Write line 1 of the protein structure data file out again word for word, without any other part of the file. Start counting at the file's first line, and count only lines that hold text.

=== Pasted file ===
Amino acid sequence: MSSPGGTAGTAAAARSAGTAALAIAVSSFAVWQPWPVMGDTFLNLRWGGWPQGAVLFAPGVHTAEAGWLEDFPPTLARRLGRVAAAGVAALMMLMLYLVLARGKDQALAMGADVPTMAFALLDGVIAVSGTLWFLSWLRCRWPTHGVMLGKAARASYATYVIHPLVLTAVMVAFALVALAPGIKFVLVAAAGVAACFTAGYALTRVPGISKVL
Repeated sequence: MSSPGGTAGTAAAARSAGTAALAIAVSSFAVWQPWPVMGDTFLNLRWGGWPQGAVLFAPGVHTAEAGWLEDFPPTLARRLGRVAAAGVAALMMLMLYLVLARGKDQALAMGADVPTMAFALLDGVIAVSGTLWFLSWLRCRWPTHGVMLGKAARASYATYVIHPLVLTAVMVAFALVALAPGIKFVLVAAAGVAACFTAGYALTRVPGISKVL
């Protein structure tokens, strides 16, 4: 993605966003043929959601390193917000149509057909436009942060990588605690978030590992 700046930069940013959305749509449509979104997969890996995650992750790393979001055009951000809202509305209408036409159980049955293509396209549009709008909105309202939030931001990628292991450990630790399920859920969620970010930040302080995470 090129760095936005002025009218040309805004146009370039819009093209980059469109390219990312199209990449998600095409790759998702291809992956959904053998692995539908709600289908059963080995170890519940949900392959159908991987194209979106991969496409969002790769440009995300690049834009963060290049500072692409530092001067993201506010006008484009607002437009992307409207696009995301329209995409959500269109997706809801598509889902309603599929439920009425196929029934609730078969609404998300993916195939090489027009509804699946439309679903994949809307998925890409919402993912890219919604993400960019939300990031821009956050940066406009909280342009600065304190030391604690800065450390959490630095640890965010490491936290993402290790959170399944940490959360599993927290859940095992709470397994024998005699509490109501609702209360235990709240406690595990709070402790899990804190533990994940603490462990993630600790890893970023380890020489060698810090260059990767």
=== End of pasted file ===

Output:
Amino acid sequence: MSSPGGTAGTAAAARSAGTAALAIAVSSFAVWQPWPVMGDTFLNLRWGGWPQGAVLFAPGVHTAEAGWLEDFPPTLARRLGRVAAAGVAALMMLMLYLVLARGKDQALAMGADVPTMAFALLDGVIAVSGTLWFLSWLRCRWPTHGVMLGKAARASYATYVIHPLVLTAVMVAFALVALAPGIKFVLVAAAGVAACFTAGYALTRVPGISKVL